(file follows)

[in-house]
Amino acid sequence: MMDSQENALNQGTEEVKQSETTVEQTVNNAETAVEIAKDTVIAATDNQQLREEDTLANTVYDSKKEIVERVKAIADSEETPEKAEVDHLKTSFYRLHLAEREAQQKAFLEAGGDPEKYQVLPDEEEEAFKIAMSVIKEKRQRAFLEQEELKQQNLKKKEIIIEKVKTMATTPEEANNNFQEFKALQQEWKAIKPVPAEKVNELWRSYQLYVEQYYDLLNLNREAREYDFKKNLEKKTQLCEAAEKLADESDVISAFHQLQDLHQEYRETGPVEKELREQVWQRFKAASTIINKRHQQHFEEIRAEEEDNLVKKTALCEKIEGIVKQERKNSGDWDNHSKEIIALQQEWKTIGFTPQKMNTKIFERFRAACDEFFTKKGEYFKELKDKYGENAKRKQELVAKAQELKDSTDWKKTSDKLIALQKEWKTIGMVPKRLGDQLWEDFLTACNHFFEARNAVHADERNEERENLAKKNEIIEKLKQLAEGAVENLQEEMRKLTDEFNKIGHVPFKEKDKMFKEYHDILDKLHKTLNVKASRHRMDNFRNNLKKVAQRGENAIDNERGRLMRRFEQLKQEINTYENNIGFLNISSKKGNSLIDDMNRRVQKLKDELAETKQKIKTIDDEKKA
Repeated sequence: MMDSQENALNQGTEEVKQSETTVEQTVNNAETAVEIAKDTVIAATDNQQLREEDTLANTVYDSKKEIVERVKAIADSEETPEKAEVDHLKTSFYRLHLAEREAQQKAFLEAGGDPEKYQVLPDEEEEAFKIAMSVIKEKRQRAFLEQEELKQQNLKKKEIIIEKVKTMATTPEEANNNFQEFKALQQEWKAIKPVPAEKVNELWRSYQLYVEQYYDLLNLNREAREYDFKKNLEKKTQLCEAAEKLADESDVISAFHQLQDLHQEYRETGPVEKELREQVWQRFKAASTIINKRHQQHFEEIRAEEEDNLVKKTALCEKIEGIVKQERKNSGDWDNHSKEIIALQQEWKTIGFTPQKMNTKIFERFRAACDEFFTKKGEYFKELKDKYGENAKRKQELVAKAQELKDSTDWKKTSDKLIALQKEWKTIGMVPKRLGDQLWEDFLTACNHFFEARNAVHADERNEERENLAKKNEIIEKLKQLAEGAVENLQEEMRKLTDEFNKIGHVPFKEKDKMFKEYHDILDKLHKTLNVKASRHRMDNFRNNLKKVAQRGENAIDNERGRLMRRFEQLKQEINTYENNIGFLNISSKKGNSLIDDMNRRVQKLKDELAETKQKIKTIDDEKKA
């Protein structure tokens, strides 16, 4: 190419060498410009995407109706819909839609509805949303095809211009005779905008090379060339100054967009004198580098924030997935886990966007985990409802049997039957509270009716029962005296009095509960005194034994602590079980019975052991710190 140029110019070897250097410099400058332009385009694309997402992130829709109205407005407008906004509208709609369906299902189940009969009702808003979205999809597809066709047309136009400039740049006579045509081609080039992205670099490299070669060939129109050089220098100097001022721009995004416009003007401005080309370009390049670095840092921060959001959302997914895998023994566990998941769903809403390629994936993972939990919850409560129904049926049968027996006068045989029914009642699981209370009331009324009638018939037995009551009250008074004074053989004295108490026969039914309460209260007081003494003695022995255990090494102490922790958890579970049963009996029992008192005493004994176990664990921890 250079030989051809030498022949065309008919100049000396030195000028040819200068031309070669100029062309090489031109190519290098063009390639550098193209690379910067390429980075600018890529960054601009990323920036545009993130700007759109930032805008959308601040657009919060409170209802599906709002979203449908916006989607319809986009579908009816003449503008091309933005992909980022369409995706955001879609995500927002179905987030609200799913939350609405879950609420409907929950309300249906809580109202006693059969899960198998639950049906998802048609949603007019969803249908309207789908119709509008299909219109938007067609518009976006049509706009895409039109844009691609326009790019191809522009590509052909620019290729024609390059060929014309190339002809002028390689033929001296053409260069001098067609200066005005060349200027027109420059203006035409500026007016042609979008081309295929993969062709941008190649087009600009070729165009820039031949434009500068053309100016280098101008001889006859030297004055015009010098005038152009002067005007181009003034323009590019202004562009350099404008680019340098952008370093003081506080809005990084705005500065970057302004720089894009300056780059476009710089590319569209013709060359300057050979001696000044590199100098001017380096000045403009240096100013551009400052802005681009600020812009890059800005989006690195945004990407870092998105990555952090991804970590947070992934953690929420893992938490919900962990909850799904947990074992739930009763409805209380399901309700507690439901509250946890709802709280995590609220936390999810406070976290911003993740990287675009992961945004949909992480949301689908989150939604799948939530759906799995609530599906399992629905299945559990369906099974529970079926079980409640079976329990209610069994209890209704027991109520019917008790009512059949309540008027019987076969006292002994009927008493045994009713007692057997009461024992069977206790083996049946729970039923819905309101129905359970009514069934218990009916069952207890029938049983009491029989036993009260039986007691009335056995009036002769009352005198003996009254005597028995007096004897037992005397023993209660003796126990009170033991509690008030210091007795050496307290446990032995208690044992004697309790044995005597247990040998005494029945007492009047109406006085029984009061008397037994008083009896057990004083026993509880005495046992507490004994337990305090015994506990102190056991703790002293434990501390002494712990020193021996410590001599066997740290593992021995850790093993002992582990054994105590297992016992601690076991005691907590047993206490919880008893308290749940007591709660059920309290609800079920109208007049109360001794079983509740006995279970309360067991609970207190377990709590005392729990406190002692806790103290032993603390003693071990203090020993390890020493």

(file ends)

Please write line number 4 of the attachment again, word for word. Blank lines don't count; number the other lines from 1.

């Protein structure tokens, strides 16, 4: 190419060498410009995407109706819909839609509805949303095809211009005779905008090379060339100054967009004198580098924030997935886990966007985990409802049997039957509270009716029962005296009095509960005194034994602590079980019975052991710190 140029110019070897250097410099400058332009385009694309997402992130829709109205407005407008906004509208709609369906299902189940009969009702808003979205999809597809066709047309136009400039740049006579045509081609080039992205670099490299070669060939129109050089220098100097001022721009995004416009003007401005080309370009390049670095840092921060959001959302997914895998023994566990998941769903809403390629994936993972939990919850409560129904049926049968027996006068045989029914009642699981209370009331009324009638018939037995009551009250008074004074053989004295108490026969039914309460209260007081003494003695022995255990090494102490922790958890579970049963009996029992008192005493004994176990664990921890 250079030989051809030498022949065309008919100049000396030195000028040819200068031309070669100029062309090489031109190519290098063009390639550098193209690379910067390429980075600018890529960054601009990323920036545009993130700007759109930032805008959308601040657009919060409170209802599906709002979203449908916006989607319809986009579908009816003449503008091309933005992909980022369409995706955001879609995500927002179905987030609200799913939350609405879950609420409907929950309300249906809580109202006693059969899960198998639950049906998802048609949603007019969803249908309207789908119709509008299909219109938007067609518009976006049509706009895409039109844009691609326009790019191809522009590509052909620019290729024609390059060929014309190339002809002028390689033929001296053409260069001098067609200066005005060349200027027109420059203006035409500026007016042609979008081309295929993969062709941008190649087009600009070729165009820039031949434009500068053309100016280098101008001889006859030297004055015009010098005038152009002067005007181009003034323009590019202004562009350099404008680019340098952008370093003081506080809005990084705005500065970057302004720089894009300056780059476009710089590319569209013709060359300057050979001696000044590199100098001017380096000045403009240096100013551009400052802005681009600020812009890059800005989006690195945004990407870092998105990555952090991804970590947070992934953690929420893992938490919900962990909850799904947990074992739930009763409805209380399901309700507690439901509250946890709802709280995590609220936390999810406070976290911003993740990287675009992961945004949909992480949301689908989150939604799948939530759906799995609530599906399992629905299945559990369906099974529970079926079980409640079976329990209610069994209890209704027991109520019917008790009512059949309540008027019987076969006292002994009927008493045994009713007692057997009461024992069977206790083996049946729970039923819905309101129905359970009514069934218990009916069952207890029938049983009491029989036993009260039986007691009335056995009036002769009352005198003996009254005597028995007096004897037992005397023993209660003796126990009170033991509690008030210091007795050496307290446990032995208690044992004697309790044995005597247990040998005494029945007492009047109406006085029984009061008397037994008083009896057990004083026993509880005495046992507490004994337990305090015994506990102190056991703790002293434990501390002494712990020193021996410590001599066997740290593992021995850790093993002992582990054994105590297992016992601690076991005691907590047993206490919880008893308290749940007591709660059920309290609800079920109208007049109360001794079983509740006995279970309360067991609970207190377990709590005392729990406190002692806790103290032993603390003693071990203090020993390890020493």